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ENERGY & COMMERCE COMMITTEE MAKE-UP COULD CHANGE TO REFLECT HOUSE GAIN OF FOUR DEMOCRATIC SEATS; SENATE COMMITTEE LIKELY TO RETAIN CURRENT RATIOS

Executive Summary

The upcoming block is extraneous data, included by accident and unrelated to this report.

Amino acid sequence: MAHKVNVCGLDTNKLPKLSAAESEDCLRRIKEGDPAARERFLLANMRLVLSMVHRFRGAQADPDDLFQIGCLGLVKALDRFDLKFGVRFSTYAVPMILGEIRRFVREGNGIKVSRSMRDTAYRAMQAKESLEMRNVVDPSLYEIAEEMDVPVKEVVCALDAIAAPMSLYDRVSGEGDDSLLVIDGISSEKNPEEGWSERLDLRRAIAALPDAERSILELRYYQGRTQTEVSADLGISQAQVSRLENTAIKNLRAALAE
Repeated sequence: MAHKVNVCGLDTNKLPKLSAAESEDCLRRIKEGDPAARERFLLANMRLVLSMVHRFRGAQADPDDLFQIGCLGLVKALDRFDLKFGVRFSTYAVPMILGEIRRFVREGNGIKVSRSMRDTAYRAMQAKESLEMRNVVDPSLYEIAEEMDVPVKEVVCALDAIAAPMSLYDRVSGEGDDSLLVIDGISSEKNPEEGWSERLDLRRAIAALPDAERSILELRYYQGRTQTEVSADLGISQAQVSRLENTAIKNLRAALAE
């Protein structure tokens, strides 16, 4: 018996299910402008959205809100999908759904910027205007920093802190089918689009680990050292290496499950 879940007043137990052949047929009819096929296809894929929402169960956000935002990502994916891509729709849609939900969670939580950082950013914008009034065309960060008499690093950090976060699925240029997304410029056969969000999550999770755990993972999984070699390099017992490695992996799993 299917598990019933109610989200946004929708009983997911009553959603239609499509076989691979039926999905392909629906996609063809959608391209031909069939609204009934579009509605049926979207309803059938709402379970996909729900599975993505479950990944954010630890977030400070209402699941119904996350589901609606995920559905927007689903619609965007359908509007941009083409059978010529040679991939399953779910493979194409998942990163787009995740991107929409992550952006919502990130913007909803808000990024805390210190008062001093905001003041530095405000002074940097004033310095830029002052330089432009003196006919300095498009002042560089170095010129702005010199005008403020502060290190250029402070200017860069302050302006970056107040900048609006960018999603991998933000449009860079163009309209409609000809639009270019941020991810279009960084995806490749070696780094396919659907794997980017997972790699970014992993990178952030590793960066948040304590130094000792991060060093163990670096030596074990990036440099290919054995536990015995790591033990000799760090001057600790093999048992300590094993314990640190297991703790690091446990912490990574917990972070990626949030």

The House Energy & Commerce Committee may change its current ratio 25 Democrats to 17 Republicans to reflect the Democrats' apparent net gain of four House seats in the Nov. 8 national election. A four-seat gain would give the Democrats an overall 261-175 margin. Chaired by Rep. Dingell (D-Mich), the 42-member committee is not likely to add an extra position for a Democrat. However, the panel's ratio could be changed by a reduction formula: for example, two Republican seats and a single majority seat may be cut. Final committee ratios and member assignments will not be decided in the House until the representatives' two parties separately meet in a caucus scheduled for Dec. 5-7. As of Nov. 11, the size of the Democrats' gain in the House was not conclusive. During a count of absentee ballots, Rep. Chappel (D-Fla.) had fallen behind his Republican opponent Craig James. A recount is planned for the contest, and if Chapell is reelected, the House majority will have grown by five. However, absentee ballots were being counted in at least two other states, Oregon and Washington, where Democrat candidates held small leads over their Republican opponents. Rep. Dowdy (D-Miss.), who also sat on the Health Subcommittee, failed in a Senate bid and is the only Energy & Commerce Committee member who will not return to the House for the 101st Congress. No other changes are being predicted for the Health Subcommittee. Chairman Waxman (D-Calif.) was reelected by a 75%-25% margin, and Ranking Minority Member Madigan (R-Ill.) won his race with 72% of the electorate. In the Senate, the Labor & Human Resources Committee and other legislative panels are not expected to alter their ratios despite the Democrats' gain of one seat that increased their advantage to 55-45. As in the House, Senate committee assignments will not be made official until after separate party caucuses. Senate Democrats are expected to elect their leadership at a Nov. 29 meeting. Overall, the elections have caused more changes in Senate committees with jurisdiction over health issues than in corresponding House committees. Several faces will change on Sen. Kennedy's (D-Mass.) committee. In addition to Sen. Quayle's (D-Ind.) election to Vice President, two other Republican members will not return. Sen. Stafford (Vt.) retired and Sen. Weicker (Conn.) was defeated by his Democratic opponent, state Attorney General Joseph Lieberman. Weicker had cosponsored Chairman Kennedy's legislation to require employer-funded health insurance, a bill that generated substantial opposition from Connecticut businesses. Sen. Hatch (R-Utah) is likely to remain ranking minority member on the committee. He was said to be considering that post on the Judiciary Committee in the event that Sen. Thurmond (R-S.C.) takes the top Republican seat on the Armed Services Committee. Reportedly, neither senator will make a change. Similarly, Kennedy is expected to remain chairman of Labor & Human Resources and second Democrat on Judiciary, which would hold bearings on as many as three Supreme Court nominations in the next few years. (Justices Marshall, Brennan, and Blackmun are in their eighties.) The Health Subcommittee of the House Ways & Means Committee will see several new faces. Rep. Daub (R-Neb.) lost a Senate primary race, and Rep. Gregg (R-N.H.) was elected governor of his state. Another potential change could occur involving Ranking Republican Gradison (Ohio), who reportedly is being considered by President-Elect Bush's transition team for HHS secretary, a position in which Gradison is said to be interested. Subcommittee Chairman Stark (D-Calif.) beat his opponent by a 73%-23% voter margin. The only known change in chairman of a House committee with jurisdiction over health issues involves Rep. Gray (D-Pa.). Because House rules limit tenure for Budget Committee chairman, Gray will hand over his gavel to Rep. Panetta (D-Calif.). Other Democrats leaving the Budget Committee are Reps. Lowry (Wash.) and McKay (Fla.), who ran unsuccessful Senate campaigns. In addition, Ranking Minority Member Latta (Ohio) retired, and Republican Reps. Mack (Fla.) and Boulter (Texas) left to run for the Senate. Mack won; Boulter lost. The House Aging Committee will be without two Democrats and three Republicans from the 100th Congress. Reps. Bonker (D-Wash.) and Mica (D-Fla.) failed in Senate primaries. Rep. Jeffords (R-Vt.) was elected to the Senate, Rep. Wortley (R-N.Y.) retired, and Rep. Swindall (R-Ga.) was defeated. It appears that the Senate Finance Committee could remain unchanged even though a majority of its members were up for reelection; all were returned to Congress by voters. Sen. Bentsen (D-Texas) is expected to continue as chairman of the Medicare and tax committee. Sen. Packwood (R-Ore.) is similarly expected to retain his ranking Republican post. However, Sen. Mitchell (D-Me.) will relinquish his chairmanship of the Health Subcommittee if successful in his bid for Senate majority leader. His rivals for the position are Sens. Johnston (D-La.) and Inouye (D-Hawaii). (FOOTNOTE) Chart omitted.

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